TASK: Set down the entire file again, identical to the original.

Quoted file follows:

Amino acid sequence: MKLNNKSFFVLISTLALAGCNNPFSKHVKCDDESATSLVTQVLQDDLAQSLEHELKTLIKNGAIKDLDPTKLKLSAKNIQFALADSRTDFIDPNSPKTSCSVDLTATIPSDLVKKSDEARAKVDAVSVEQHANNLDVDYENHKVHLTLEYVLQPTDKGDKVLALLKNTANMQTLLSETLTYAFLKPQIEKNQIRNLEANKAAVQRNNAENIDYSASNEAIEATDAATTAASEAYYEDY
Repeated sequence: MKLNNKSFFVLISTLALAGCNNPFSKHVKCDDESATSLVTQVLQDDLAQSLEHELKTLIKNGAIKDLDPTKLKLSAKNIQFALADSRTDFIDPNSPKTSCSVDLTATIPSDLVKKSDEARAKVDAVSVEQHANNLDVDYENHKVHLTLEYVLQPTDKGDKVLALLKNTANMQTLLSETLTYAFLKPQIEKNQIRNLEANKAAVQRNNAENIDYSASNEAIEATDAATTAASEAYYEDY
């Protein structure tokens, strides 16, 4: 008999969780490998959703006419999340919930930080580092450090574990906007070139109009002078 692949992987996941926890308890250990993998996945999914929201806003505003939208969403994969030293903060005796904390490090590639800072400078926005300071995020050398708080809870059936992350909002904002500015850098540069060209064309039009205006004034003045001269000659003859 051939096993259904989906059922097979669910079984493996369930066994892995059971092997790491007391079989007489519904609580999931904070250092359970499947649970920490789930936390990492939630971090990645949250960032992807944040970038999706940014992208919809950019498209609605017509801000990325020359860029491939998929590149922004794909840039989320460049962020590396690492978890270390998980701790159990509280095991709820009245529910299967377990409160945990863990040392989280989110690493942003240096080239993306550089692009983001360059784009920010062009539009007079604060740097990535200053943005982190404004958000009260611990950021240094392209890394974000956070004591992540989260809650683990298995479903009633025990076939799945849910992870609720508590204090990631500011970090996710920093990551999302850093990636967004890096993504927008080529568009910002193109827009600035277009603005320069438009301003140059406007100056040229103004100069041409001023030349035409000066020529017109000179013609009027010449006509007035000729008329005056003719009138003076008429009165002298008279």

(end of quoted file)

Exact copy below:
Amino acid sequence: MKLNNKSFFVLISTLALAGCNNPFSKHVKCDDESATSLVTQVLQDDLAQSLEHELKTLIKNGAIKDLDPTKLKLSAKNIQFALADSRTDFIDPNSPKTSCSVDLTATIPSDLVKKSDEARAKVDAVSVEQHANNLDVDYENHKVHLTLEYVLQPTDKGDKVLALLKNTANMQTLLSETLTYAFLKPQIEKNQIRNLEANKAAVQRNNAENIDYSASNEAIEATDAATTAASEAYYEDY
Repeated sequence: MKLNNKSFFVLISTLALAGCNNPFSKHVKCDDESATSLVTQVLQDDLAQSLEHELKTLIKNGAIKDLDPTKLKLSAKNIQFALADSRTDFIDPNSPKTSCSVDLTATIPSDLVKKSDEARAKVDAVSVEQHANNLDVDYENHKVHLTLEYVLQPTDKGDKVLALLKNTANMQTLLSETLTYAFLKPQIEKNQIRNLEANKAAVQRNNAENIDYSASNEAIEATDAATTAASEAYYEDY
């Protein structure tokens, strides 16, 4: 008999969780490998959703006419999340919930930080580092450090574990906007070139109009002078 692949992987996941926890308890250990993998996945999914929201806003505003939208969403994969030293903060005796904390490090590639800072400078926005300071995020050398708080809870059936992350909002904002500015850098540069060209064309039009205006004034003045001269000659003859 051939096993259904989906059922097979669910079984493996369930066994892995059971092997790491007391079989007489519904609580999931904070250092359970499947649970920490789930936390990492939630971090990645949250960032992807944040970038999706940014992208919809950019498209609605017509801000990325020359860029491939998929590149922004794909840039989320460049962020590396690492978890270390998980701790159990509280095991709820009245529910299967377990409160945990863990040392989280989110690493942003240096080239993306550089692009983001360059784009920010062009539009007079604060740097990535200053943005982190404004958000009260611990950021240094392209890394974000956070004591992540989260809650683990298995479903009633025990076939799945849910992870609720508590204090990631500011970090996710920093990551999302850093990636967004890096993504927008080529568009910002193109827009600035277009603005320069438009301003140059406007100056040229103004100069041409001023030349035409000066020529017109000179013609009027010449006509007035000729008329005056003719009138003076008429009165002298008279």